Make up hotbed and sow in them tomatoes, peppers, cabbage, lettuce, radishes, cress, onions for transplanting, carrots, beets, celery, etc. In the latter part of the month cold frames may be used for the hardy vegetables.

If the ground is fit to work, onion sets may be planted and spinach, hardy peas, and other plants which are generally not sown until April may be sown at this time. Harden off the early cabbage and cauliflower plants.

White Oak Tree Identification During the Winter

18-year-old Helena Muffly wrote exactly 100 years ago today: 

Tuesday, January 27, 1914:  Read and practiced and vice versa this afternoon, and so the hours sped on.

Source of Pictures: Trees in Winter

Her middle-aged granddaughter’s comments 100 years later:

Reading and practicing the piano—sounds like a nice way to pass a cold winter day. As Grandma transitioned between activities, did she ever glance out the window and see the haunting beauty of trees swaying in the winter wind?

I found an interesting old book called Trees in Winter about how to identify trees during the winter months. (I can’t identity most trees even during the summer—and was amazed that some people can identify them even without their leaves).

Here’s some of the information that the book had about identifying White Oaks during the winter:

White Oak

Habit—A large tree with average height of 50-75 ft. and a trunk diameter of 1-6 ft. somewhat various in habit, tending in the open to show a broad outline, sometimes 2-3 times as broad as high, with short trunk and lower limbs horizontal or declined, characteristically gnarled and twisted.

Bark—Light gray or nearly white, whence its name; broken by shallow fissures into long, irregular, thick scales which readily flake off. On some trees ridges broken into short oblongs give a rougher appearance to bark. Bark up to 2 inches thick in older trees, inner bark light. The bark is rich in tannin, is of medicinal value and is used in tanning.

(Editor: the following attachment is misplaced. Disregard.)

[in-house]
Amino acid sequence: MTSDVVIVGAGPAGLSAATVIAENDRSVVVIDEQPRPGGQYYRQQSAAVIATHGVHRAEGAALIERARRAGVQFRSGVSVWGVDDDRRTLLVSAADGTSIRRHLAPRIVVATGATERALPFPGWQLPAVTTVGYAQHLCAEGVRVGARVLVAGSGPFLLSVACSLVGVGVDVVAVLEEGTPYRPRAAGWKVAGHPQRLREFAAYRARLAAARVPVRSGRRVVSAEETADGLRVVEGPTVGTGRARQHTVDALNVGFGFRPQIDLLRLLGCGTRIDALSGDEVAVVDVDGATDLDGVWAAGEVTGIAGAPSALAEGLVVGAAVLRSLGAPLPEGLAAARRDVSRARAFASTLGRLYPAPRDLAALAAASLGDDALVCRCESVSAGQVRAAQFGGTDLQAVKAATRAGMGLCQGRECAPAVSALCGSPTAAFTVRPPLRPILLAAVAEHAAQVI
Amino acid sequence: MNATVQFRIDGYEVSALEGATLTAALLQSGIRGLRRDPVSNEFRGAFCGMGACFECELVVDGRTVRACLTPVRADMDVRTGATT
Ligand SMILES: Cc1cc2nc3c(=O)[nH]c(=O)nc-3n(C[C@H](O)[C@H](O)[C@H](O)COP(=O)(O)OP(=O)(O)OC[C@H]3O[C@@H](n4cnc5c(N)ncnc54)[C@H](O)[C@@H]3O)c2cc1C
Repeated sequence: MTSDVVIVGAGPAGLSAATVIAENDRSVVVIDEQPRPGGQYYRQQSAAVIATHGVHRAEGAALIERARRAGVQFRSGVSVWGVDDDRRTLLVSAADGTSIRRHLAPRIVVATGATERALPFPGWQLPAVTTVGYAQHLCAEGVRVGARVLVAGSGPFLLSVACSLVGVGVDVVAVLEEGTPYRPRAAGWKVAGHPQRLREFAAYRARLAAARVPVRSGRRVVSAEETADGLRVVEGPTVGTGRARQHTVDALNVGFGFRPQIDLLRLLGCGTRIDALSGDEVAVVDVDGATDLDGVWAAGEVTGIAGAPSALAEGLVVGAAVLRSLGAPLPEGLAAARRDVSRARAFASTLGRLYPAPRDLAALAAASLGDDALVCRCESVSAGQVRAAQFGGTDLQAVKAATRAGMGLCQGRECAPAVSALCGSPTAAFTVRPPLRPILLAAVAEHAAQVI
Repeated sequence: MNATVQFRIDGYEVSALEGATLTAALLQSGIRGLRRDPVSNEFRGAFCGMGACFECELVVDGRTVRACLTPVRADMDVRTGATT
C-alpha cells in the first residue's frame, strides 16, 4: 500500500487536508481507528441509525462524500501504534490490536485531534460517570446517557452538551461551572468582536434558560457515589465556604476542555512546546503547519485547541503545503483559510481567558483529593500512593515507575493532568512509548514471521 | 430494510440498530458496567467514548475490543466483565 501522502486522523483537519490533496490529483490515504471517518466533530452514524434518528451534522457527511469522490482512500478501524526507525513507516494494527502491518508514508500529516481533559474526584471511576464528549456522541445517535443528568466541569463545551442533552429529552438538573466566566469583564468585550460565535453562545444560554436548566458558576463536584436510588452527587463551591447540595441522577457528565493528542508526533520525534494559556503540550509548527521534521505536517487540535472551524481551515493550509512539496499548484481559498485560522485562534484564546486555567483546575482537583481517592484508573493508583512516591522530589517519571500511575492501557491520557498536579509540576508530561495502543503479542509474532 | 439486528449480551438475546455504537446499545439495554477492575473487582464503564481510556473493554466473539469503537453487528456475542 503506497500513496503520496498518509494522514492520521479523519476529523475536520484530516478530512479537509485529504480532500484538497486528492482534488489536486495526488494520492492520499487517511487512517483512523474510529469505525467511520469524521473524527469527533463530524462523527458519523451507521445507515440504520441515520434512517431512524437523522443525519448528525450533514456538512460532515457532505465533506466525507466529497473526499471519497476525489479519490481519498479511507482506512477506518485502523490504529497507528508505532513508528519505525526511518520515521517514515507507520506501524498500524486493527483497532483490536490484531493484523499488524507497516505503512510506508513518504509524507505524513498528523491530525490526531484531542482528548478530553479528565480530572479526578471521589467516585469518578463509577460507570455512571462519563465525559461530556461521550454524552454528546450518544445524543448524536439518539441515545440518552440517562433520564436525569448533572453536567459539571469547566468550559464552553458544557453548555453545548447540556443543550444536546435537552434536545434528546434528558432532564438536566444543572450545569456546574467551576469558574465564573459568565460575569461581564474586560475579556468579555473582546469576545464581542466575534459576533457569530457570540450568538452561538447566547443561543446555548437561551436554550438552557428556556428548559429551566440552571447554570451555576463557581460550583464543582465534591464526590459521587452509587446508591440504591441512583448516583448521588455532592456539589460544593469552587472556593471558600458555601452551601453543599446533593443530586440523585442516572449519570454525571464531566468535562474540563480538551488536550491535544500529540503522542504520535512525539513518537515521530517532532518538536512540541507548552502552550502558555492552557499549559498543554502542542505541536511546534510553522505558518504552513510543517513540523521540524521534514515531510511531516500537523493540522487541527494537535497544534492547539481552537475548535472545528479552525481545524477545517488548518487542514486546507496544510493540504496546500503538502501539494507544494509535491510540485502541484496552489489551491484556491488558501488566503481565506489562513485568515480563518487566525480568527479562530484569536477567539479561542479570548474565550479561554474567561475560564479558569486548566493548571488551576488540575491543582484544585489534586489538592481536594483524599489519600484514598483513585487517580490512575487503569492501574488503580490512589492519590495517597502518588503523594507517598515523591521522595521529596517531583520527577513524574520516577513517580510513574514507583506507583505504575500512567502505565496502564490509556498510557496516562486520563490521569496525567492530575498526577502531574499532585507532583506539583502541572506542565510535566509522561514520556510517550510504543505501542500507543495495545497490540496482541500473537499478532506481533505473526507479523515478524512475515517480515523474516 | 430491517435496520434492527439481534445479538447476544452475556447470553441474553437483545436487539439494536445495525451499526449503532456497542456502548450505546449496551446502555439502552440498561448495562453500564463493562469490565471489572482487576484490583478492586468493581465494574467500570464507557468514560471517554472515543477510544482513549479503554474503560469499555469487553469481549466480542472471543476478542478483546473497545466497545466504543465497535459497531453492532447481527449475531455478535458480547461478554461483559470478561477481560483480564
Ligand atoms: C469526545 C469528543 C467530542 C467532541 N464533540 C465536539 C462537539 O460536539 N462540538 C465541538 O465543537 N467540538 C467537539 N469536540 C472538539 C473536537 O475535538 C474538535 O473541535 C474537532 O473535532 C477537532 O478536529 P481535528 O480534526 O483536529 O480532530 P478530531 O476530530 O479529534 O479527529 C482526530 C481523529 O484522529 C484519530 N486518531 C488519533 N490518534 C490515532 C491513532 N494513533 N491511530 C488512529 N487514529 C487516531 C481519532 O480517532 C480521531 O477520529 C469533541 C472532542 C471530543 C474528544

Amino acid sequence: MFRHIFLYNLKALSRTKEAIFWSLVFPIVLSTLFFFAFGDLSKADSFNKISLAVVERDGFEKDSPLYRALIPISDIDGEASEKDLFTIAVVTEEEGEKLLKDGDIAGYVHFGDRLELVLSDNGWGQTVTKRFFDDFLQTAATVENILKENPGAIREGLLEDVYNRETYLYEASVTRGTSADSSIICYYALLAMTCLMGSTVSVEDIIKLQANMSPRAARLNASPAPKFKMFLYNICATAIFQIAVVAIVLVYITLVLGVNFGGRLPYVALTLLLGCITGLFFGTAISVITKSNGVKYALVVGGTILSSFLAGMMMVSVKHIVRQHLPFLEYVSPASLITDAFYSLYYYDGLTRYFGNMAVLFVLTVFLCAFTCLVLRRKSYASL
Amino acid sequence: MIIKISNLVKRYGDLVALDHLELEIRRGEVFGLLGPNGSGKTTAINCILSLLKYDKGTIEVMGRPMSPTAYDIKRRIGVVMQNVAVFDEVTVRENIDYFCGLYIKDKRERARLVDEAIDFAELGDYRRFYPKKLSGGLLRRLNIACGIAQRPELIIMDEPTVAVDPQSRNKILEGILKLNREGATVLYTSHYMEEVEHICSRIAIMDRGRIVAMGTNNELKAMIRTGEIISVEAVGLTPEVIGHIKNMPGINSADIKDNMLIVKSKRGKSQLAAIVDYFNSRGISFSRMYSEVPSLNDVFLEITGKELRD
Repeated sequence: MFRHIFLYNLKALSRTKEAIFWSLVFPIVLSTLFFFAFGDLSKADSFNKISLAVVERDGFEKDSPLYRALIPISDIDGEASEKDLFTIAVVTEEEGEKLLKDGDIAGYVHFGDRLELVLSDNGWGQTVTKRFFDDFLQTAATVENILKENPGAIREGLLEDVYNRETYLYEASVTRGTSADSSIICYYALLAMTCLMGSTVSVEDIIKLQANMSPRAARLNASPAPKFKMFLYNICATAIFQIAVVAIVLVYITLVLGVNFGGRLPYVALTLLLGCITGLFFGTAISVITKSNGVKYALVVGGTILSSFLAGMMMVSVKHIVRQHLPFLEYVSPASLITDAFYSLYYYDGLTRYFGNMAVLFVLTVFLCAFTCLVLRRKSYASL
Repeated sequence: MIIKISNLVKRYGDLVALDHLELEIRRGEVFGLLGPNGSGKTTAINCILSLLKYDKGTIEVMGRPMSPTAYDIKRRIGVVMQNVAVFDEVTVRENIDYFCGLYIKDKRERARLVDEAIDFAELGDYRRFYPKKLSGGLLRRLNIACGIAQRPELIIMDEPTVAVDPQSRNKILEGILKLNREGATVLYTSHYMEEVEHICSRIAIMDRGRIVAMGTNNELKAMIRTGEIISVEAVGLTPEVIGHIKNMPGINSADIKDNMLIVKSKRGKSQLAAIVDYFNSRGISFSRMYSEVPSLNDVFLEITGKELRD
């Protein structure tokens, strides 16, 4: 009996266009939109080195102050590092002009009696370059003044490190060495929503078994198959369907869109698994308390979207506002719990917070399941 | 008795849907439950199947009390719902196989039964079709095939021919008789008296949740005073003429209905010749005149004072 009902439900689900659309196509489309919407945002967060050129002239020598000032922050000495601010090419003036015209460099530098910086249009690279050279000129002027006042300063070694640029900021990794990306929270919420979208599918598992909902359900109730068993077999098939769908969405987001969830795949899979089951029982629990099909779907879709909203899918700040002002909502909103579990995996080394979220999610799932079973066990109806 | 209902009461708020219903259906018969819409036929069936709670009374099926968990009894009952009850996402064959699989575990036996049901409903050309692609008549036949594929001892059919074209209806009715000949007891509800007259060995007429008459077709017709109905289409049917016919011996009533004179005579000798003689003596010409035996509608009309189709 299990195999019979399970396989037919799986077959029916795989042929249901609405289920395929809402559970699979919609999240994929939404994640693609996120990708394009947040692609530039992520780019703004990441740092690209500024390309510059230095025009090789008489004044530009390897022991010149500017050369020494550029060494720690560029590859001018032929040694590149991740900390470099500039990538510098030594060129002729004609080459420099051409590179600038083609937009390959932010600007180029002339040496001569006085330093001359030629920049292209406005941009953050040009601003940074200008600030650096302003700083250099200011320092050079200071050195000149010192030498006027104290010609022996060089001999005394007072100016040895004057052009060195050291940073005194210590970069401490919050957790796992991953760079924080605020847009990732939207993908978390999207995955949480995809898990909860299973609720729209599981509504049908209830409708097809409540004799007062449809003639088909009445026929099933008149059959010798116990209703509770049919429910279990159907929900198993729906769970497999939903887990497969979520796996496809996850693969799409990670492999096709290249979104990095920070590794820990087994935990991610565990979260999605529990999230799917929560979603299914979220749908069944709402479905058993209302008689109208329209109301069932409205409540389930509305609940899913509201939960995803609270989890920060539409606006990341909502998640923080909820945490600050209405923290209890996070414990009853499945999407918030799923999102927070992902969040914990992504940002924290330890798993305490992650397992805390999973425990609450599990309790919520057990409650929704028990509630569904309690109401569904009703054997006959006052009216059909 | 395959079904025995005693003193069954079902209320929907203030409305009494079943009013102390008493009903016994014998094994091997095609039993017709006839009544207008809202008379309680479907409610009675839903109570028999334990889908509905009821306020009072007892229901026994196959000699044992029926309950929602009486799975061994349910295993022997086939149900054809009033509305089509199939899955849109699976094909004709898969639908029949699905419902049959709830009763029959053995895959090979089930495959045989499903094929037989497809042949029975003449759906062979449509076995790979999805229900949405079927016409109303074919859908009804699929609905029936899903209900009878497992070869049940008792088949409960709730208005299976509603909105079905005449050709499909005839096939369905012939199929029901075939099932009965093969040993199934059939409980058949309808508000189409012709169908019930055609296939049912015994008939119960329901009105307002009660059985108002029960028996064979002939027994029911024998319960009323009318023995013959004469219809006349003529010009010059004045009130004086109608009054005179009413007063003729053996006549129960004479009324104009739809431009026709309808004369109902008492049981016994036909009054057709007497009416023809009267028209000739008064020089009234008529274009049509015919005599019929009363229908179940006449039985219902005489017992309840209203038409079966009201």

Twigs—Of medium thickness, greenish-reddish to gray, smooth sometimes covered with a bloom. Lenticels forming conspicuous, light-colored, minute, rounded, raised dots.  Leaves frequently remaining on tree throughout winter.

Buds-Broadly ovate, blunt, about 3 mm. long, reddish-brown, sometimes slightly hairy.

Fruit-Maturing in autumn singly or in pairs. Nut-ovoid to oblong rounded at apex, shiny, light chestnut brown, 1.5-2.5 cm. long, enclosed 1/3-1/4 of its length by deep saucer-shaped cup. Meat sweet, edible, sometimes roasted and used as a substitute for coffee, or when boiled said to be a good substitute for chestnuts.


Distribution-On moist or dry ground and in various soils sometimes forming nearly pure forests. Quebec and Ontario, south to the Gulf of Mexico; west to Minnesota, Nebraska, Kansas, Arkansas and Texas.

Wood-Strong, very heavy, hard, tough close-grained, durable, light brown, with thin lighter colored sapwood; the most valuable of the Oaks for timber, used in shipbuilding, for construction and in cooperage, the manufacture of carriages, agricultural implements, baskets, the interior finish of houses, cabinet making, for railroad ties and fences, and as fuel.

Trees in Winter (1916) by Albert Francis Blakeslee and Chester Deacon Jarvis